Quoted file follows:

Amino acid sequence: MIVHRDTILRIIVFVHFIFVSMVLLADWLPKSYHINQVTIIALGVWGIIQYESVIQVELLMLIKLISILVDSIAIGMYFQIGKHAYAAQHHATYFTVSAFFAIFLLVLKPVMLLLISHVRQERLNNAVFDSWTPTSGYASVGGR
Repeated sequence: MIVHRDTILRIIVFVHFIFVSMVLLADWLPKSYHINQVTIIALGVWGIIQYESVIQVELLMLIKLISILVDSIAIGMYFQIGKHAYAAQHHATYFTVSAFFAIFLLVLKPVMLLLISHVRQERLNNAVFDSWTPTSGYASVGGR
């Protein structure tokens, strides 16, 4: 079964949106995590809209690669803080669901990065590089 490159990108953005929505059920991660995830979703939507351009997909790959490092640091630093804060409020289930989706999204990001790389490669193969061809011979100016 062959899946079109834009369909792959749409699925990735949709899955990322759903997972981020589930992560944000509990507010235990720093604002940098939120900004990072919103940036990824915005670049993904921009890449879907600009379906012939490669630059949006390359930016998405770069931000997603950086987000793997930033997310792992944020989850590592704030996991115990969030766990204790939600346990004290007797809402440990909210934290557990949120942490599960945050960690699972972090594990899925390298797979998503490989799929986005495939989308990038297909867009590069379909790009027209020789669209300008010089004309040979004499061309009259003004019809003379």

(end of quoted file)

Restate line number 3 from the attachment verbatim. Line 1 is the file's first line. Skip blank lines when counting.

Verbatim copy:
């Protein structure tokens, strides 16, 4: 079964949106995590809209690669803080669901990065590089 490159990108953005929505059920991660995830979703939507351009997909790959490092640091630093804060409020289930989706999204990001790389490669193969061809011979100016 062959899946079109834009369909792959749409699925990735949709899955990322759903997972981020589930992560944000509990507010235990720093604002940098939120900004990072919103940036990824915005670049993904921009890449879907600009379906012939490669630059949006390359930016998405770069931000997603950086987000793997930033997310792992944020989850590592704030996991115990969030766990204790939600346990004290007797809402440990909210934290557990949120942490599960945050960690699972972090594990899925390298797979998503490989799929986005495939989308990038297909867009590069379909790009027209020789669209300008010089004309040979004499061309009259003004019809003379």